He explained that in the same vein, great strides had beenmade in the development of regional infrastructure which is a main pillar of regional integration. The recent efforts and progress in moving from master plans to project implementation of regional physical infrastructure is very encouraging.

“There is Arusha-Namanga-Athi River road project, which is nearing completion, and the expansion of the regional infrastructure master plans in roads, railways and energy to cover Rwanda and Burundi which is ongoing at advanced stages. There is also the interconnection between Kenya and Tanzania, which has been commissioned at Namanga. Then the construction of the EAC headquarters which is due for completion.”


Sezibera promised that efforts will be intensified in the actualisation of the projects and programmes in the development of civil aviation, railways, telecommunications, and energy development; and the Lake Victoria development projects and programmes.

There has been good progressand achievements in the harmonisation of the incentives regimes and overall promotion of investments and trade in the region. In this regard, the collaboration among the EAC Secretariat, East African Business Council and the Partner States’ Investments Promotion Agencies in promoting EAC investments and trade will be further encouraged.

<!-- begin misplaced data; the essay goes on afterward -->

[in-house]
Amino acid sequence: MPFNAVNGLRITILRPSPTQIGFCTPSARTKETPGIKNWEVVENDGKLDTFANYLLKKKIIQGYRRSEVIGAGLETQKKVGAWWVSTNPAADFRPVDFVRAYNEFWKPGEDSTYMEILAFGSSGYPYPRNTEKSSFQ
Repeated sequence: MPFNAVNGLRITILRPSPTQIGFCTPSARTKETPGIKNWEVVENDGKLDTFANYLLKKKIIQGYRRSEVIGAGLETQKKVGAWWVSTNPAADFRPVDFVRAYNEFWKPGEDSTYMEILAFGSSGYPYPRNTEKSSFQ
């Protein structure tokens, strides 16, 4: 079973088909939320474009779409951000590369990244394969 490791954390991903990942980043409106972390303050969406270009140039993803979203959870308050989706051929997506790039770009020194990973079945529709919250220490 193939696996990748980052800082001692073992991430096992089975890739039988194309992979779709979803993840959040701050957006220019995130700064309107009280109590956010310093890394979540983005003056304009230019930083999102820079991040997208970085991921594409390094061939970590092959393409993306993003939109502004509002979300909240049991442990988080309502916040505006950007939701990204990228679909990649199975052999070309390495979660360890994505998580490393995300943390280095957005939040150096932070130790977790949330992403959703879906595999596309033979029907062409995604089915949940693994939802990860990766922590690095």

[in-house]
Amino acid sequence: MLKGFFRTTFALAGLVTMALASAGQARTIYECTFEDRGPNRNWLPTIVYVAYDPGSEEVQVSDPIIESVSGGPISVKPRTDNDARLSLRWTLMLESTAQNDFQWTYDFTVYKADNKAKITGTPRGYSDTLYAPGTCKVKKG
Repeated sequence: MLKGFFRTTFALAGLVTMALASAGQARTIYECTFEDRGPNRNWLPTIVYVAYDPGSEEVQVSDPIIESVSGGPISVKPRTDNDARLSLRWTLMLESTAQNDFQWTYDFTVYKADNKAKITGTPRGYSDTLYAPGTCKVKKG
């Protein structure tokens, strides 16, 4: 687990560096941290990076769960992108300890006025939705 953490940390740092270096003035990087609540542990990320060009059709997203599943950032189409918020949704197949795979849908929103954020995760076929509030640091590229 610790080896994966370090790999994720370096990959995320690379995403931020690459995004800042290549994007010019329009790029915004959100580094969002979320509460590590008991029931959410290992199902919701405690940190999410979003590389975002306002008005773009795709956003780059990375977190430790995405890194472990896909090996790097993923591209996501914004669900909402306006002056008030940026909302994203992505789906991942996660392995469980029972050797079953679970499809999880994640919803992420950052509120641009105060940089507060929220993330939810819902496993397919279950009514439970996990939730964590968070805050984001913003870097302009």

He said, the successful staging of the African Investment Forum in Dar es Salaam following closely on the World Economic Forum on Africa which was held in the same venue last May has firmly placed the region in the spotlight ofm international trade and development attention. In particular, he says the Heads of States and Governments’ personal participation and support to the trade and investment is further proof, if any were needed, that this region is open for business. He however, noted that agricultural development and food security remain key challenges for the region.